Upload & Sell: Off
Robert, I really appreciate your extensive and informative response to my posting. And not to mention youíre impressive credentials PhD no less.
First of all, I agree with you 100%. You canít follow to the letter ďallĒ the
Recommendations made by the CDC. Its like those travel warnings made by the State Department. They are very broad and almost like a boilerplate.
I usually do my research from several sources then make my own conclusion, except my final decision as to the type of prophylaxis to take for malaria.
I am not the type of person that pops meds at a drop of a hat. As a matter of fact, I have even stopped taking all vitamins and minerals, since I done some research and based on my healthy life style I donít see any need, except my daily low dosage of aspirin period. Besides, I donít want to enhance the scent of flavor of my blood to attract mosquitoes by taking any vitamins before my trip.
You said that you donít like to take any anti-malaria drugs. So what do you do to protect yourself? I couldnít do as you do, heck Iím one of those lucky or unlucky people that attract mosquitoes no matter where I go. I got a bad case while in MN big time.
I started taking Acidophilus for about a week and will continue until my return. I donít think that I would not take any type of anti-malaria meds before or during my trip. But I feel that docyclyine would be the lesser of all evils, with the exception of the side effects that can cause extreme sunburn.
I am only concerned while traveling in Zanzibar, not during the safari trips. Iím also planning to go snorkeling for at least a day, and I will be wearing a diverís shirt with 50 SPF, but canít take any chances.
I am also aware that Eastern Africa, SP Tanzania you need to protect yourself against malaria with more potent prevention because the type of malaria that its common in the region.
Interesting enough I was watching a Nat. Geography DVD the other night about re-tracing Henry Morgan Stanleyís journey, and they showed one of the local man got early symptoms of Malaria, not a pretty sight.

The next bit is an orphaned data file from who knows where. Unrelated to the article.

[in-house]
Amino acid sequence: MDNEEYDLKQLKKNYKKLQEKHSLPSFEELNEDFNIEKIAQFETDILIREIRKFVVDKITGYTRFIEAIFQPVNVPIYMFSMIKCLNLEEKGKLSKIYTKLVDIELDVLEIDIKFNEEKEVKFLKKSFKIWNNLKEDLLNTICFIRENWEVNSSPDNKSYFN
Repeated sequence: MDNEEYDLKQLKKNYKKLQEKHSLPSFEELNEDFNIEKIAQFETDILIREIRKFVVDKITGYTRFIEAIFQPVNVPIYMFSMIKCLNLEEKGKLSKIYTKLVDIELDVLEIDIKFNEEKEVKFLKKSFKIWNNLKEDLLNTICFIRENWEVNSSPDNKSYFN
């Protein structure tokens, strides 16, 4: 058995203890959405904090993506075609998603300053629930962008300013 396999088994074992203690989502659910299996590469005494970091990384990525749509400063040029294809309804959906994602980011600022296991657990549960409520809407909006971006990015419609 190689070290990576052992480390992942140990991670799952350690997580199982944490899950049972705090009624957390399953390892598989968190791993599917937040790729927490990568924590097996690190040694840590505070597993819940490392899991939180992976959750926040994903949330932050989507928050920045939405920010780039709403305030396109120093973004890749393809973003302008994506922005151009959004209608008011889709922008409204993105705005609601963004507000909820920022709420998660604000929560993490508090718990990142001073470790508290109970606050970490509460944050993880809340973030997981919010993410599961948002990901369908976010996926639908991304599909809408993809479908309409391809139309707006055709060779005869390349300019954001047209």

Definitely, I will be asking the local guides how they cope with it, but Iím sure they would have a different type of immune system since they live there. I met a Kenyan the other day and he told me that he has to take meds when he comes to the US, not when he goes to Kenya.
But the cost of the meds he told me they are very inexpensive compared to what we pay. I was not surprised.
I am going on a Camping safari, not permanent, or tented. But according to the research and my extensive exchange of emails, they will provide mosquito nets. Today when I was at REI saw one of those mosquitoesí suits, but I thought that would be overkill. I will be wearing long sleeve, and long pants at night. And I might even bring a hat with a net that I took to Alaska.
I think Iíll be ok if I take some precaution, i.e., taking anti-malaria meds, spraying my bags and clothes with permethrin, and applying DEET. I canít or wonít take the kitchen sink. As it stands, it sure feels like it to me, albeit Iím a light packer. The heaviest stuff is my electronic and photography gear.
Iím still not too thrilled about DEET. The guy at REI told me to apply it sparingly and to wash my hands as soon as Iím done. But I know it will run off. I need to keep an eye on my camera. Iím going to take my cheap watch just in case.
Travel clinics are a huge business. They operate from the fear factor. If you read my previous postings how I feel about wasting my $$$$ going to a travel clinic to get the same information that they get from the same source.
I kind like the option we have here to go to a pharmacy that specializes and is licensed to administer vaccines for traveling. The pharmacist told me ďyou need to do research before you come here but itís totally customized and you do your own shopping, not getting a fits-for-all prevention strategy.
The local doctors are not too thrill about patients going to the travel clinics at the pharmacy, because they can loose some revenue.
You sound like this is your field or contagious disease or similar thereof. I can see that you have spent a lot of time researching about this field.
I think I have changed my mind about getting a vaccine to prevent Hepatitis B. I am not too worried getting from the places Iím planning to visit, but the fact that I would need a blood transfusion, that is something that Iíve been thinking about it. And after you mentioned it, I have seen the pros would far exceed the cons. Yes, I already had TT shots, and pneumonia, but not Measles vaccines.
I agree with you, as I already told Robert, I couldnít go on this trip without taking any type of preventive malaria prophylaxis. This is a case where ďdo as the Romans doĒ would apply.
I couldnít travel to Eastern Africa like a native; my immune system knows that and would react accordingly.